Background: When treating elevated blood pressure (BP), doctors often want to know what blood pressure target they should try to achieve. The standard blood pressure target in clinical practice for some time has been less than 140 - 160/90 - 100 mmHg for the general population of people with elevated blood pressure. Several clinical guidelines published in recent years have recommended lower targets (less than 130/80 mmHg) for people with diabetes mellitus. It is not known whether attempting to achieve targets lower than the standard target reduces mortality and morbidity in those with elevated blood pressure and diabetes.
Objectives: To determine if 'lower' BP targets (any target less than 130/85 mmHg) are associated with reduction in mortality and morbidity compared with 'standard' BP targets (less than 140 - 160/90 - 100 mmHg) in people with diabetes.
Search methods: We searched the Database of Abstracts of Reviews of Effectiveness (DARE) and the Cochrane Database of Systematic Reviews for related reviews. We conducted electronic searches of the Hypertension Group Specialised Register (January 1946 - October 2013), the Cochrane Central Register of Controlled Trials (CENTRAL) (2013, Issue 9), MEDLINE (January 1946 - October 2013), EMBASE (January 1974 - October 2013) and ClinicalTrials.gov. The most recent search was performed on October 4, 2013.Other search sources were the International Clinical Trials Registry Platform (WHO ICTRP), and reference lists of all papers and relevant reviews.
Selection criteria: Randomized controlled trials comparing people with diabetes randomized to lower or to standard BP targets as previously defined, and providing data on any of the primary outcomes below.
Data collection and analysis: Two review authors independently assessed and established the included trials and data entry. Primary outcomes were total mortality; total serious adverse events; myocardial infarction, stroke, congestive heart failure and end-stage renal disease. Secondary outcomes were achieved mean systolic and diastolic BP, and withdrawals due to adverse effects.
Main results: We found five randomized trials, recruiting a total of 7314 participants and with a mean follow-up of 4.5 years. Only one trial (ACCORD) compared outcomes associated with 'lower' (< 120 mmHg) or 'standard' (< 140 mmHg) systolic blood pressure targets in 4734 participants. Despite achieving a significantly lower BP (119.3/64.4 mmHg vs 133.5/70.5 mmHg, P < 0.0001), and using more antihypertensive medications, the only significant benefit in the group assigned to 'lower' systolic blood pressure (SBP) was a reduction in the incidence of stroke: risk ratio (RR) 0.58, 95% confidence interval (CI) 0.39 to 0.88, P = 0.009, absolute risk reduction 1.1%. The effect of SBP targets on mortality was compatible with both a reduction and increase in risk: RR 1.05 CI 0.84 to 1.30, low quality evidence. Trying to achieve the 'lower' SBP target was associated with a significant increase in the number of other serious adverse events: RR 2.58, 95% CI 1.70 to 3.91, P < 0.00001, absolute risk increase 2.0%.Four trials (ABCD-H, ABCD-N, ABCD-2V, and a subgroup of HOT) specifically compared clinical outcomes associated with 'lower' versus 'standard' targets for diastolic blood pressure (DBP) in people with diabetes. The total number of participants included in the DBP target analysis was 2580. Participants assigned to 'lower' DBP had a significantly lower achieved BP: 128/76 mmHg vs 135/83 mmHg, P < 0.0001. There was a trend towards reduction in total mortality in the group assigned to the 'lower' DBP target (RR 0.73, 95% CI 0.53 to 1.01), mainly due to a trend to lower non-cardiovascular mortality. There was no difference in stroke (RR 0.67, 95% CI 0.42 to 1.05), in myocardial infarction (RR 0.95, 95% CI 0.64 to 1.40) or in congestive heart failure (RR 1.06, 95% CI 0.58 to 1.92), low quality evidence. End-stage renal failure and total serious adverse events were not reported in any of the trials. A sensitivity analysis of trials comparing DBP targets < 80 mmHg (as suggested in clinical guidelines) versus < 90 mmHg showed similar results. There was a high risk of selection bias for every outcome analyzed in favor of the 'lower' target in the trials included for the analysis of DBP targets.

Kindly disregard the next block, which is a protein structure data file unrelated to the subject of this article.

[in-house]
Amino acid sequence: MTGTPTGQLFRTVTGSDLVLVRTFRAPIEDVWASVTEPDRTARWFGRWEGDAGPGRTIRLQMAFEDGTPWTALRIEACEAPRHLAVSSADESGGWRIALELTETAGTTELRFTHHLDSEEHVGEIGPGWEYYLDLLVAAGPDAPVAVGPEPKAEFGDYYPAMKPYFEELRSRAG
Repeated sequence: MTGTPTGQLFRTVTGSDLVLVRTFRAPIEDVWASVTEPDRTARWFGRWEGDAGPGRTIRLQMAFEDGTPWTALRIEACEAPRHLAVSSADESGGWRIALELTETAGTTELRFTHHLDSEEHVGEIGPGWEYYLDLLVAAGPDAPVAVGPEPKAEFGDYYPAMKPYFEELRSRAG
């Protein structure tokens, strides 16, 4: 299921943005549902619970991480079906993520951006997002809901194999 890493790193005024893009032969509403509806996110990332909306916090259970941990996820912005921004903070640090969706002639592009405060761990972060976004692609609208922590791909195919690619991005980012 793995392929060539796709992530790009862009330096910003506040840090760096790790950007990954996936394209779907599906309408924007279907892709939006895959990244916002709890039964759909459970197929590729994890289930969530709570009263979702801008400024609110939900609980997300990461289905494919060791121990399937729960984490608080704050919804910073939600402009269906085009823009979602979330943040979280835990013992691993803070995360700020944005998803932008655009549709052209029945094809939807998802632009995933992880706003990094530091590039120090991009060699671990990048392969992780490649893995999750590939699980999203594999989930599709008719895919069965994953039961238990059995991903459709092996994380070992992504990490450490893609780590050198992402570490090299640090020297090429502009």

Authors' conclusions: At the present time, evidence from randomized trials does not support blood pressure targets lower than the standard targets in people with elevated blood pressure and diabetes. More randomized controlled trials are needed, with future trials reporting total mortality, total serious adverse events as well as cardiovascular and renal events.